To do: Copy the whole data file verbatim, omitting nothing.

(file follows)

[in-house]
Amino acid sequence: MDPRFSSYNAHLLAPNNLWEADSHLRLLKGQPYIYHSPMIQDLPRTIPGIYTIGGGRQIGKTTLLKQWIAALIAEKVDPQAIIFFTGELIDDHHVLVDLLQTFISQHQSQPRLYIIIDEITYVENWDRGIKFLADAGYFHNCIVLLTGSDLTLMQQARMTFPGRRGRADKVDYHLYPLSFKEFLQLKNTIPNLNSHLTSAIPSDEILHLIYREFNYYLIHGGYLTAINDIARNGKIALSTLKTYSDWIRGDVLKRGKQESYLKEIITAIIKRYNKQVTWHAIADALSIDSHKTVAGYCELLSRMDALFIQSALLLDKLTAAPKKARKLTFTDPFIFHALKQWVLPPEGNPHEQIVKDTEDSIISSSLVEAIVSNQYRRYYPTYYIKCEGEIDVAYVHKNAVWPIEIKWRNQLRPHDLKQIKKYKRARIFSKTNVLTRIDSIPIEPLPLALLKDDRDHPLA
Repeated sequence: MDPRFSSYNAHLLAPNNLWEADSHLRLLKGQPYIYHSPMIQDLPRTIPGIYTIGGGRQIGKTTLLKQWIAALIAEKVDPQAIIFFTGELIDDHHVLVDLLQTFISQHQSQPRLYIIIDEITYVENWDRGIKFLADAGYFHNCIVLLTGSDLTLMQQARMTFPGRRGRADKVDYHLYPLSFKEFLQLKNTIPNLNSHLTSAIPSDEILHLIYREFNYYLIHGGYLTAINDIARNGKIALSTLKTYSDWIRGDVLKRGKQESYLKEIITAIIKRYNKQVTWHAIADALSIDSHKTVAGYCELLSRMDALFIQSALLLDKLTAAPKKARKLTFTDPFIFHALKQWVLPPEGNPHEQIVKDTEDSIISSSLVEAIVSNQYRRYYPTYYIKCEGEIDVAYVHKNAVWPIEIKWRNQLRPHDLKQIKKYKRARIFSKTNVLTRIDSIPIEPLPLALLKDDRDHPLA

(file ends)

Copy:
[in-house]
Amino acid sequence: MDPRFSSYNAHLLAPNNLWEADSHLRLLKGQPYIYHSPMIQDLPRTIPGIYTIGGGRQIGKTTLLKQWIAALIAEKVDPQAIIFFTGELIDDHHVLVDLLQTFISQHQSQPRLYIIIDEITYVENWDRGIKFLADAGYFHNCIVLLTGSDLTLMQQARMTFPGRRGRADKVDYHLYPLSFKEFLQLKNTIPNLNSHLTSAIPSDEILHLIYREFNYYLIHGGYLTAINDIARNGKIALSTLKTYSDWIRGDVLKRGKQESYLKEIITAIIKRYNKQVTWHAIADALSIDSHKTVAGYCELLSRMDALFIQSALLLDKLTAAPKKARKLTFTDPFIFHALKQWVLPPEGNPHEQIVKDTEDSIISSSLVEAIVSNQYRRYYPTYYIKCEGEIDVAYVHKNAVWPIEIKWRNQLRPHDLKQIKKYKRARIFSKTNVLTRIDSIPIEPLPLALLKDDRDHPLA
Repeated sequence: MDPRFSSYNAHLLAPNNLWEADSHLRLLKGQPYIYHSPMIQDLPRTIPGIYTIGGGRQIGKTTLLKQWIAALIAEKVDPQAIIFFTGELIDDHHVLVDLLQTFISQHQSQPRLYIIIDEITYVENWDRGIKFLADAGYFHNCIVLLTGSDLTLMQQARMTFPGRRGRADKVDYHLYPLSFKEFLQLKNTIPNLNSHLTSAIPSDEILHLIYREFNYYLIHGGYLTAINDIARNGKIALSTLKTYSDWIRGDVLKRGKQESYLKEIITAIIKRYNKQVTWHAIADALSIDSHKTVAGYCELLSRMDALFIQSALLLDKLTAAPKKARKLTFTDPFIFHALKQWVLPPEGNPHEQIVKDTEDSIISSSLVEAIVSNQYRRYYPTYYIKCEGEIDVAYVHKNAVWPIEIKWRNQLRPHDLKQIKKYKRARIFSKTNVLTRIDSIPIEPLPLALLKDDRDHPLA